Change is hard. Making change stick is hard. Adopting newly learned skills into day-to-day practice is hard. We discussed this in a recent blog post, “Upskilling HR—Ongoing, Consistent, Flexible, and Scalable Learning,” where the key learning elements are technology, flexible learning, and sticky adoption. Each of these 3 areas is crucially important and extremely difficult to get right. However, the reality is that “sticky adoption” is where the rubber hits the road. You can use a fantastic suite of software and leverage different learning tools, but if your employees don’t adopt newly learned skills, your efforts will fail. The word “adoption” tends to be overused in the tech industry, and while this is true, adoption is incredibly important when it comes to learning. There are many ways to adopt new skills—peer-to-peer learning, practice, working with your manager, re-training, accessing content, projects, and the list goes on. There is no one perfect solution, and just like diversifying your stock portfolio, we recommend diversifying how your employees adopt new skills. However, one particular strategy that is highly effective is coaching and mentoring. According to research, 70% of people who receive coaching benefit from improved work performance, better relationships, and more effective communication skills.
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Your employees should be paired up with a coach/mentor who does not work for your organization. These are the top reasons why this is a good idea.
- The coach has no personally vested interest in your organization—they focus on your employees and their success.
- A good coach can more easily see things from different perspectives—10,000-foot view and beeline for minute details.
- Coaches and confidentiality go hand-in-hand. Coaches work for your employees and are hyper-focused on helping your employees succeed.
- The work of a coach is ultra-customized for each of your employees. For example, if 10 of your leaders go through leadership development training together, the likelihood of all 10 starting with the same skill level is 0%. Further, the pace that each move regarding successfully adopting new skills will be different. Coaches adapt and flex to the needs of the person.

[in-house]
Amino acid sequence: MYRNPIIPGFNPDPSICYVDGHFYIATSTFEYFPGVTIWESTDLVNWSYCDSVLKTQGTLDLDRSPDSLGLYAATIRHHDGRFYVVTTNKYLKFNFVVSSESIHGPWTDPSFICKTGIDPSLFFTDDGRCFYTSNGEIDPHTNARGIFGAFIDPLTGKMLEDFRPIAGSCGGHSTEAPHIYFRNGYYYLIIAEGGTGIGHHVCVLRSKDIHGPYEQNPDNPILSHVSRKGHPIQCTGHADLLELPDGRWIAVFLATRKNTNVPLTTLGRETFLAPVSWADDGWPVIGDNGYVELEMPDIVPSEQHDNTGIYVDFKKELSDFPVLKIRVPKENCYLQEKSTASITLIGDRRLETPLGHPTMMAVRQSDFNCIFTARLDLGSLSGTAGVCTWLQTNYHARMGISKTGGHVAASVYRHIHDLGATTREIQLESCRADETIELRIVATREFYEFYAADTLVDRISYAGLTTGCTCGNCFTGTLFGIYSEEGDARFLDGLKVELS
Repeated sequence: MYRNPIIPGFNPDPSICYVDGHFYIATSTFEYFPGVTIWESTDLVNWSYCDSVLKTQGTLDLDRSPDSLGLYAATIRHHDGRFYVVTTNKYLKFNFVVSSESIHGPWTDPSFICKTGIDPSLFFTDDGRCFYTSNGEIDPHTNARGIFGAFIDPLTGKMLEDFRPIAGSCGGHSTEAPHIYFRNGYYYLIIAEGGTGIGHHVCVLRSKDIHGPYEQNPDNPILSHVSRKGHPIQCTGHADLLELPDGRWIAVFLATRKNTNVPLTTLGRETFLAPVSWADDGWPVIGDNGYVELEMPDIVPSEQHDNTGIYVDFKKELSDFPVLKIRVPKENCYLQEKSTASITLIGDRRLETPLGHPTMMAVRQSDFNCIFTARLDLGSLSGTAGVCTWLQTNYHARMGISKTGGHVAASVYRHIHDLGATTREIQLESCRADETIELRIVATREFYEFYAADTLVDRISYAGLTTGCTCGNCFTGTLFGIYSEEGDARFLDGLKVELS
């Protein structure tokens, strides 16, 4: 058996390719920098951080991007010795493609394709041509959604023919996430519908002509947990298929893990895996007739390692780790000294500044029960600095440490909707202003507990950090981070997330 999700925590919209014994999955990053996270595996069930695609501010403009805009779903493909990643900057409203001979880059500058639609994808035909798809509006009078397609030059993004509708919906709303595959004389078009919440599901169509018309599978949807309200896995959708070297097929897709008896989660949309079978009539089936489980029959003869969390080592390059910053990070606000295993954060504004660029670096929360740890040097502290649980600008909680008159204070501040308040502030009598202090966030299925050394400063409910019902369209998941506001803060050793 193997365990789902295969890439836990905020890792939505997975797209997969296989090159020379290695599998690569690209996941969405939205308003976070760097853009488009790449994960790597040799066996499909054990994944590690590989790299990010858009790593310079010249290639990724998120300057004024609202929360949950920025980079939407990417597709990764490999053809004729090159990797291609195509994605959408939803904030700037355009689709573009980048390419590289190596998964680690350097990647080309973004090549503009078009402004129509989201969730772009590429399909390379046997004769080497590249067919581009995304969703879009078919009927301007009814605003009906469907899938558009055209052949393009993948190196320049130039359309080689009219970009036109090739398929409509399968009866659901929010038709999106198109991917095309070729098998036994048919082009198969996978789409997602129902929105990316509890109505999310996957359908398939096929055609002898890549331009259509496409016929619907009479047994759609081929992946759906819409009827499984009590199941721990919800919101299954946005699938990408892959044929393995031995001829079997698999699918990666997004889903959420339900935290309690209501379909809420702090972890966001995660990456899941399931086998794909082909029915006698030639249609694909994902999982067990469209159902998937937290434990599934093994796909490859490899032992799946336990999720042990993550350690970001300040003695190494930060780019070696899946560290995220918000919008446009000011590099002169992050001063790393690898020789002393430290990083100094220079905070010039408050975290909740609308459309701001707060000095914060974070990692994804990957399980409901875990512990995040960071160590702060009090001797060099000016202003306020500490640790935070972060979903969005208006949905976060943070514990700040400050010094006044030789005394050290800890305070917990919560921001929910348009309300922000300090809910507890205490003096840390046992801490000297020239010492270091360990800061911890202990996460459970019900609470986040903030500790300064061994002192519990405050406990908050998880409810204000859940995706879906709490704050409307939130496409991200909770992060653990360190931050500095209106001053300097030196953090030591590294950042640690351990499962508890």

- The coach can teach managers and leaders how to be great coaches across the organization.
Skills training and learning can be costly investments, which makes it all the more important to make smart decisions. The key goals of training and learning are to improve employee skills and performance, which, in turn, improves organizational success. Ensuring that skills training investments effectively touch the three key areas (technology, flexible learning, and sticky adoption) is smart business. Providing your employees with post-training support, coaching, and mentoring, is the critical part of this equation. It’s the accelerator to many positive things—employee engagement, productivity, effectiveness, retention, etc.
The next question that we get asked all the time is, “How do we structure post-training support that works best for us?” There is no perfect answer to this question, but below are the key things you should think about when figuring this out.
- What is the structure of your workforce? Do your employees work remotely, in the office, or a blend? There are software tools available that focus on virtual coaching, which may be something that you will need or not. Or would you rather have coaches physically come into your office and work with your employees in person? Tip: in this day and age, it is very likely that most of the coaching that will take place is virtual. You can take advantage of substantial cost savings, easier scheduling, and video recording, and leverage the significant advantages of software.
- Coach Philosophies—do you need coaches who have their own coaching methodologies and programs or not? Our experience is that when your goal is to maximize skills adoption, the need to have a formal coaching program is very small. High customization and focus on what the employee needs is the important element. For skills adoption, you need to work with coaches who are agile, flexible, and hyper-focused on the employee.
- Time commitment—how often should a coach work with your employees? Flexibility, agility, and customization are what you need versus a rigid schedule and approach. It’s about what your employees need.
In conclusion, when you are looking at offering your employees skills development, make sure you focus on the full picture—technology, flexible learning, and most importantly, “sticky adoption.” Invest in coaches—it’s an insurance policy that maximizes your skills development investments.